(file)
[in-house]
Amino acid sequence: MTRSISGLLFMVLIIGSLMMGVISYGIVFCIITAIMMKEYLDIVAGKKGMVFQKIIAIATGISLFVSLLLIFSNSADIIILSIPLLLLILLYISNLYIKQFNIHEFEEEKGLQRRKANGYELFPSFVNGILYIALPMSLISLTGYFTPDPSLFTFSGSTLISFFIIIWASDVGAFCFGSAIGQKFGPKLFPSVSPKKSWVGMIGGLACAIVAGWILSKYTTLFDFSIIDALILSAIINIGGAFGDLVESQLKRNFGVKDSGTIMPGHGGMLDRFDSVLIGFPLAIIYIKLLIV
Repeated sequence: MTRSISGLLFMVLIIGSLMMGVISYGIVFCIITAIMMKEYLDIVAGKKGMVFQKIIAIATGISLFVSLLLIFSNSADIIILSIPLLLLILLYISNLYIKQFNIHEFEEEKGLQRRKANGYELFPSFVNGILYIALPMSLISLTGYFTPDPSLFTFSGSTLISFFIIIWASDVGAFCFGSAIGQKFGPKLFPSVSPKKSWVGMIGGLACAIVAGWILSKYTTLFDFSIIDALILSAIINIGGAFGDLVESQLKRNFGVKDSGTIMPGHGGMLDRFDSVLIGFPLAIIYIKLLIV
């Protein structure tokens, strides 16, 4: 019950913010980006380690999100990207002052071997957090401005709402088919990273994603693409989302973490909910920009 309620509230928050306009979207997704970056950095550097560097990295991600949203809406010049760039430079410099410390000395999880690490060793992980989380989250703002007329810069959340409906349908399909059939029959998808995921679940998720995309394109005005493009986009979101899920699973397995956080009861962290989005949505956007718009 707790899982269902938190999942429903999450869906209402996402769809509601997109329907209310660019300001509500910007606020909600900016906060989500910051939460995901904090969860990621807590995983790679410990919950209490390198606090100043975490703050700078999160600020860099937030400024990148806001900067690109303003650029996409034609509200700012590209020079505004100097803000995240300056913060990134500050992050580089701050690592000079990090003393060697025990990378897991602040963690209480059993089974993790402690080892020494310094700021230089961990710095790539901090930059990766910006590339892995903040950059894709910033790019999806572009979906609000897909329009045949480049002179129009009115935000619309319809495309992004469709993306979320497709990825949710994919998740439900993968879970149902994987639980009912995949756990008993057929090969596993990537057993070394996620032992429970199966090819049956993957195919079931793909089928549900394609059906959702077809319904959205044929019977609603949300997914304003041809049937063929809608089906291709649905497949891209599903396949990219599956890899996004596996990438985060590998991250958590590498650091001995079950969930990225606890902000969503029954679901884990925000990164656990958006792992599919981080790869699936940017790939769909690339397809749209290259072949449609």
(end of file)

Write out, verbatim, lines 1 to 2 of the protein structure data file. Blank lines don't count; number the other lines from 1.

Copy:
[in-house]
Amino acid sequence: MTRSISGLLFMVLIIGSLMMGVISYGIVFCIITAIMMKEYLDIVAGKKGMVFQKIIAIATGISLFVSLLLIFSNSADIIILSIPLLLLILLYISNLYIKQFNIHEFEEEKGLQRRKANGYELFPSFVNGILYIALPMSLISLTGYFTPDPSLFTFSGSTLISFFIIIWASDVGAFCFGSAIGQKFGPKLFPSVSPKKSWVGMIGGLACAIVAGWILSKYTTLFDFSIIDALILSAIINIGGAFGDLVESQLKRNFGVKDSGTIMPGHGGMLDRFDSVLIGFPLAIIYIKLLIV